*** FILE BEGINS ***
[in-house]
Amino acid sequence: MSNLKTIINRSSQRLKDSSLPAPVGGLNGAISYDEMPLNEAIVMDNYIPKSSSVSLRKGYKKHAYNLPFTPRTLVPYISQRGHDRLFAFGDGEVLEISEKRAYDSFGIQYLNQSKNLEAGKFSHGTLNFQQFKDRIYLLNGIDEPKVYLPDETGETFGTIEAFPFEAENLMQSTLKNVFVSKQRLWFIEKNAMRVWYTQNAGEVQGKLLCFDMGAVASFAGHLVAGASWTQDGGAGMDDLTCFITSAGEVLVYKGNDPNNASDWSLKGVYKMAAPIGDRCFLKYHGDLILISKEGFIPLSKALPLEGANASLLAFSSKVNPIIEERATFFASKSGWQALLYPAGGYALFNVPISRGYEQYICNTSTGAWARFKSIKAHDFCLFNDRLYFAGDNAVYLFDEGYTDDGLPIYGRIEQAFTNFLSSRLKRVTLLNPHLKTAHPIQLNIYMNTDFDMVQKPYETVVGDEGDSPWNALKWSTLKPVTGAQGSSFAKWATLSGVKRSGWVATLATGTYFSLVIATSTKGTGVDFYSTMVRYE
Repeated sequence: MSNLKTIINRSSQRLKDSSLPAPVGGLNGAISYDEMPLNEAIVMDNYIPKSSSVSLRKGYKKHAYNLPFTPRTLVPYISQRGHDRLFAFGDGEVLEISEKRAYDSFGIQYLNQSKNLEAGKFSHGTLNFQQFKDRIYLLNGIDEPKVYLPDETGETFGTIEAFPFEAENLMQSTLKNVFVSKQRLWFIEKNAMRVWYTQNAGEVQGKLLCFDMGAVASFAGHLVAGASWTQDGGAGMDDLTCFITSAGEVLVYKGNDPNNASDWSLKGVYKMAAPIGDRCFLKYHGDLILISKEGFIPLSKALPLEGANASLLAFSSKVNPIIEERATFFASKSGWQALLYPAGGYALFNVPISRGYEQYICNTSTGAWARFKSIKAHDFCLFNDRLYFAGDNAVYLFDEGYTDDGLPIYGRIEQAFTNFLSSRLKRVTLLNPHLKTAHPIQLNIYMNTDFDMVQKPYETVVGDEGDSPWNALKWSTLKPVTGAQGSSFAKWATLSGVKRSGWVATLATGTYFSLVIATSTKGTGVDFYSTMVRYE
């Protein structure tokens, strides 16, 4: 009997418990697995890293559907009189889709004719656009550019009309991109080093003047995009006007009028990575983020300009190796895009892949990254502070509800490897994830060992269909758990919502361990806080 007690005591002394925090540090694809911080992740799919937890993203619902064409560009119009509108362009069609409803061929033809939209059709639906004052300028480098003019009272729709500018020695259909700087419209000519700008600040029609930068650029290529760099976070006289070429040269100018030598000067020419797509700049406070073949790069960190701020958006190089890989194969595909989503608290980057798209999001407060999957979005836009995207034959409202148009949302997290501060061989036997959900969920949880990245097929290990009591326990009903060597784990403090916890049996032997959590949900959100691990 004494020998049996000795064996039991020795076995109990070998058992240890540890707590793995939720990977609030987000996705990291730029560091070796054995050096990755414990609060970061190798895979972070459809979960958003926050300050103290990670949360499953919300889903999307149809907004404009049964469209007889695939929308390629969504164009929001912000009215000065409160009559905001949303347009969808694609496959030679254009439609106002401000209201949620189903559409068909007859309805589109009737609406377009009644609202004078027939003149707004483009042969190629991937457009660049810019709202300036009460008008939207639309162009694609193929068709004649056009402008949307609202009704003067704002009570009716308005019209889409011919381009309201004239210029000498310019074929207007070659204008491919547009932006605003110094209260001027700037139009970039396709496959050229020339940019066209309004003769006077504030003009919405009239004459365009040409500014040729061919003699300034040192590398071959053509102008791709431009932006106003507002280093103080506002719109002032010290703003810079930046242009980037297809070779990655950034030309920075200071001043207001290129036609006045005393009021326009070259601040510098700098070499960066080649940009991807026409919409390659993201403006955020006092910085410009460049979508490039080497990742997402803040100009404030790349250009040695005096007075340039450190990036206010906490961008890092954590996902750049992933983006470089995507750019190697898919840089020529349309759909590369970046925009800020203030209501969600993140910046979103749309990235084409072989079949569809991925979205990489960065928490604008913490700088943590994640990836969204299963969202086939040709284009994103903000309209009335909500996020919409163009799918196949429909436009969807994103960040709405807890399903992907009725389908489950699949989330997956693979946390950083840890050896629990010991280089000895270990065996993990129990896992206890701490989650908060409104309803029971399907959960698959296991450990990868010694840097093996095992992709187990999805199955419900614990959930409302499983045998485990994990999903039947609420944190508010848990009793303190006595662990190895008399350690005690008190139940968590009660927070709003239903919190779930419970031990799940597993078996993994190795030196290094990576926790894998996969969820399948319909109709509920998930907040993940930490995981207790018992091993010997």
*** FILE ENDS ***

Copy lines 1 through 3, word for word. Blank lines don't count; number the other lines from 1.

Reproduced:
[in-house]
Amino acid sequence: MSNLKTIINRSSQRLKDSSLPAPVGGLNGAISYDEMPLNEAIVMDNYIPKSSSVSLRKGYKKHAYNLPFTPRTLVPYISQRGHDRLFAFGDGEVLEISEKRAYDSFGIQYLNQSKNLEAGKFSHGTLNFQQFKDRIYLLNGIDEPKVYLPDETGETFGTIEAFPFEAENLMQSTLKNVFVSKQRLWFIEKNAMRVWYTQNAGEVQGKLLCFDMGAVASFAGHLVAGASWTQDGGAGMDDLTCFITSAGEVLVYKGNDPNNASDWSLKGVYKMAAPIGDRCFLKYHGDLILISKEGFIPLSKALPLEGANASLLAFSSKVNPIIEERATFFASKSGWQALLYPAGGYALFNVPISRGYEQYICNTSTGAWARFKSIKAHDFCLFNDRLYFAGDNAVYLFDEGYTDDGLPIYGRIEQAFTNFLSSRLKRVTLLNPHLKTAHPIQLNIYMNTDFDMVQKPYETVVGDEGDSPWNALKWSTLKPVTGAQGSSFAKWATLSGVKRSGWVATLATGTYFSLVIATSTKGTGVDFYSTMVRYE
Repeated sequence: MSNLKTIINRSSQRLKDSSLPAPVGGLNGAISYDEMPLNEAIVMDNYIPKSSSVSLRKGYKKHAYNLPFTPRTLVPYISQRGHDRLFAFGDGEVLEISEKRAYDSFGIQYLNQSKNLEAGKFSHGTLNFQQFKDRIYLLNGIDEPKVYLPDETGETFGTIEAFPFEAENLMQSTLKNVFVSKQRLWFIEKNAMRVWYTQNAGEVQGKLLCFDMGAVASFAGHLVAGASWTQDGGAGMDDLTCFITSAGEVLVYKGNDPNNASDWSLKGVYKMAAPIGDRCFLKYHGDLILISKEGFIPLSKALPLEGANASLLAFSSKVNPIIEERATFFASKSGWQALLYPAGGYALFNVPISRGYEQYICNTSTGAWARFKSIKAHDFCLFNDRLYFAGDNAVYLFDEGYTDDGLPIYGRIEQAFTNFLSSRLKRVTLLNPHLKTAHPIQLNIYMNTDFDMVQKPYETVVGDEGDSPWNALKWSTLKPVTGAQGSSFAKWATLSGVKRSGWVATLATGTYFSLVIATSTKGTGVDFYSTMVRYE